In the last post, I introduced a badge task mash-up with an overview of the dinner I got to make for the lovely women of my book club. I’m finishing the mash-up today by actually talking about the controversial book, The Adventures of Huckleberry Finn by Mark Twain. Our discussion about the use of the n-word in literature was softened by a lovely Greek dinner.
Perhaps you heard that Huck Finn was in the news early this year. ‘s Professor Alan Gribbon created a revision to this classic that replaces all 219 appearances of the “n-word” with the word “slave.” His reason? This American classic has been increasingly banned from high schools, in part because the n-word is charged with enormous emotion and connotation; its meaning has changed, and Professor Gribbon hopes that this version will help it reappear on junior year reading lists nationwide.
Huck Finn, by the way, has actually been published in many languages without the n-word.
This new version has its supporters who find Professor Gribbon’s actions well-intentioned and not without merit. It also has its detractors, like Princeton Professor Cornel West. Read his tweets on the subject.
I immediately fell into the You-Can’t-Put-A-Loincloth-on-Michelangelo’s-David camp, but that was my knee-jerk reaction to modifying a work of art.
So before I got too comfortable on my high horse, I selected Huck Finn as the book club’s reading, knowing full well the conversation would be thoughtful. It was.
Huck Finn’s message is decidedly anti-slavery. Written over several years after the Civil War, it’s set before said war, when slaves were at best (and Constitutionally), considered 3/5 of a person–property to be bought and sold at will, like farm animals. Huck, made wealthy by the adventures found in Tom Sawyer, isn’t all that crazy about “civilizin’,” and he fakes his own death in order to, well, get away from it all. (This, imho, makes him wise beyond his years.) After landing on an island on the Mississippi, he encounters the runaway slave, Jim, and together they ride the Mississippi in–literally and figuratively–calm and stormy water.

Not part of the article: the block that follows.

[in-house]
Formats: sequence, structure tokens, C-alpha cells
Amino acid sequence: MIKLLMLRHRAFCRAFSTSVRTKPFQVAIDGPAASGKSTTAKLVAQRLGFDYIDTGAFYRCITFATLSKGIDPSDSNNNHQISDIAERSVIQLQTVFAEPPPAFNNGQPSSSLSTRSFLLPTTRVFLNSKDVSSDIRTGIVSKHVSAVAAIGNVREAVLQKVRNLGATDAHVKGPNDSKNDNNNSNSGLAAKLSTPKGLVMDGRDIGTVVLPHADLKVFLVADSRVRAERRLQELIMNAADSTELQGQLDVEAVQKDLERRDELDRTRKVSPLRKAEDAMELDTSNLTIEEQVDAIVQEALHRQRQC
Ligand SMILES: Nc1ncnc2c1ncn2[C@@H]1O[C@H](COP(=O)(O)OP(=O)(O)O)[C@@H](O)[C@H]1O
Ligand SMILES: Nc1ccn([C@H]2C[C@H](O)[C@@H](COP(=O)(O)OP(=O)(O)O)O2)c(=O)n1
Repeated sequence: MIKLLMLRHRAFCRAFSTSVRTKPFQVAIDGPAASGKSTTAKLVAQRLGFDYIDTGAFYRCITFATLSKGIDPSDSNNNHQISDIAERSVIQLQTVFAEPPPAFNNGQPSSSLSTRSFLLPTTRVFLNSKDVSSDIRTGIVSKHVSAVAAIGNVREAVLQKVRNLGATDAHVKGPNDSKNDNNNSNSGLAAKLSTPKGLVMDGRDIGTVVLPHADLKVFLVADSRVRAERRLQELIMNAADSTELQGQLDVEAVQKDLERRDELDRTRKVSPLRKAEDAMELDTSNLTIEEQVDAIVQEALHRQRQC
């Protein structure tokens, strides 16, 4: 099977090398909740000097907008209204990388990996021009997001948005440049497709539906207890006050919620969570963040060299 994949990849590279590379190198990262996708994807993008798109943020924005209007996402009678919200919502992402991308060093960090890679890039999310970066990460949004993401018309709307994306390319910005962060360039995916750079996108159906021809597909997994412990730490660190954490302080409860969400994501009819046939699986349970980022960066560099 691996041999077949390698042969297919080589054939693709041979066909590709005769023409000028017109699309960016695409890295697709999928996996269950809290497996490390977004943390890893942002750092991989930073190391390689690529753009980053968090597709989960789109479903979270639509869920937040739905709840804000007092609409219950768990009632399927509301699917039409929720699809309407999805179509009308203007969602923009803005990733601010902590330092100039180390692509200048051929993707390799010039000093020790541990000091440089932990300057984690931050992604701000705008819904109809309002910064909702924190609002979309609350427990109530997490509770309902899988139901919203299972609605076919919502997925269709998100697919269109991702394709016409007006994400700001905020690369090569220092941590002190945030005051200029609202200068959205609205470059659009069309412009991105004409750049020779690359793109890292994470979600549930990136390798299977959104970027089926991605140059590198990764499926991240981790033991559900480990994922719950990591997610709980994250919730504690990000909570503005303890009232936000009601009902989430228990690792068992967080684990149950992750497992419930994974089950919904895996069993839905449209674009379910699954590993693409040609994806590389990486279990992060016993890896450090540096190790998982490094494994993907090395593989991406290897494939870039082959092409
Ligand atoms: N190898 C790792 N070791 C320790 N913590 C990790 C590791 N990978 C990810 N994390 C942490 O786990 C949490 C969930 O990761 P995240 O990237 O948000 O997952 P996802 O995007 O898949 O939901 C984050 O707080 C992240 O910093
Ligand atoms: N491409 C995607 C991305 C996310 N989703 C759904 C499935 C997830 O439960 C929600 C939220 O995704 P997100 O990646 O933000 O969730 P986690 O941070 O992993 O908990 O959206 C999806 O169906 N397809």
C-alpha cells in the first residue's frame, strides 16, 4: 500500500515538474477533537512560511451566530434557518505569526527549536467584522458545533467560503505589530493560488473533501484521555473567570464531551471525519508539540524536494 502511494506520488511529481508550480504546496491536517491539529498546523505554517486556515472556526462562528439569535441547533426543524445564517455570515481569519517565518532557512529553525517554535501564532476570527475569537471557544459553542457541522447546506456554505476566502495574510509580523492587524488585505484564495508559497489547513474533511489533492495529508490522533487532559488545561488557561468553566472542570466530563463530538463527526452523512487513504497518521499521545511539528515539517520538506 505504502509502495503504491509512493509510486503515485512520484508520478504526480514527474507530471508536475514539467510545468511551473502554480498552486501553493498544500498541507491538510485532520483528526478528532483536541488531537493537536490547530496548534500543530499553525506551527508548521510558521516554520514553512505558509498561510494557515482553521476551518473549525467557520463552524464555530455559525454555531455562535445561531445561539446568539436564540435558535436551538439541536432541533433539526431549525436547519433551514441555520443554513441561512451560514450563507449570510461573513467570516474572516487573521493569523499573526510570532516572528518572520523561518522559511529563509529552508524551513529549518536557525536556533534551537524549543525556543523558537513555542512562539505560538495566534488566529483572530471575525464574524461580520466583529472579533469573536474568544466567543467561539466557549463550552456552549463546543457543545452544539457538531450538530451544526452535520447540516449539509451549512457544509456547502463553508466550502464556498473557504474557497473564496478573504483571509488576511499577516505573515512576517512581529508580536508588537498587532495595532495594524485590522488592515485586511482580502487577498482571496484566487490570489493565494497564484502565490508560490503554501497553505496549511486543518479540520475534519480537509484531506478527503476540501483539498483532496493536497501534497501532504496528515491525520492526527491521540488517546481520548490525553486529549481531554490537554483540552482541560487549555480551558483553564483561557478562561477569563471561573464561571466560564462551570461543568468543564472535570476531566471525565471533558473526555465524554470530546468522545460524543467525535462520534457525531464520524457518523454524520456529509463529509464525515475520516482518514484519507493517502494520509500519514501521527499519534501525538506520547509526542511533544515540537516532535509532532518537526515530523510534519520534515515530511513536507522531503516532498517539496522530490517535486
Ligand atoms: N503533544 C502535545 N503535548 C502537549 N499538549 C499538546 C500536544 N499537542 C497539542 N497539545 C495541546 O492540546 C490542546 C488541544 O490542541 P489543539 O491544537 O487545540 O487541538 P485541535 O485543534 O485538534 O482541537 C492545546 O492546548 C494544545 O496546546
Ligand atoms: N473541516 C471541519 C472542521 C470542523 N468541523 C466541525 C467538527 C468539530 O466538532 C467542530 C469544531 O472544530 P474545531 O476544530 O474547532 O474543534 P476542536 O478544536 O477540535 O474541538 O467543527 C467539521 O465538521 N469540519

By putting Huck and Jim in a natural setting, outside the constructs of civilized life, Twain allows Huck to develop his own sense of ethics and values. In the moment he decides that he won’t turn Jim in as a runaway slave, his own moral compass becomes fully formed:
“I was a-trembling, because I’d got to decide, forever, betwixt two things, and I knowed it. I studied a minute, sort of holding my breath, and then says to myself: ‘All right, then, I’ll GO to hell.'”
But what about that word?
No members of book club were troubled at having read it, but we could certainly see the challenges posed by teaching the text to high schoolers. We discussed how the n-word seems to be liberally used by students of all races today, as witnessed by the casually peppered use of it in Facebook comments between young friends. (Yes, a lot of us are actually Facebook friends with many of the young ‘uns, and we tend to observe conversations rather than interject). We had no problem understanding that it could be hard for a classroom to get beyond a discussion of this word to get to the larger themes.
Our general conclusion:
- We believe it’s nuts to doctor a work of art or great literature.
- We believe censorship is just plain wrong.
- We believe Huck Finn should be taught as a classic American work of literature.
- We believe that high schoolers may not currently possess a level of sophistication that makes it possible to teach Huck Finn with any degree of depth.
In other words, it’s complicated.
It might have been nice to have found the Perfect Solution to this issue over diples and wine, but I felt pretty comforted by our conclusion that this a very complex issue.
Use of the n-word is understandably hyper-charged, the book may need to be taught with an extra dose of historical context. Problematically, most high school classrooms today are increasingly crowded, and teachers report having less and less time to focus on anything other than simple comprehension.
We considered the possibility that this book now belongs at the college level; older students are more likely to have the sophistication to read the original content in its historical context, and American Lit classes and seminars are more likely to provide an atmosphere that encourages meaningful and engaging dialogue.
So that’s our two cents.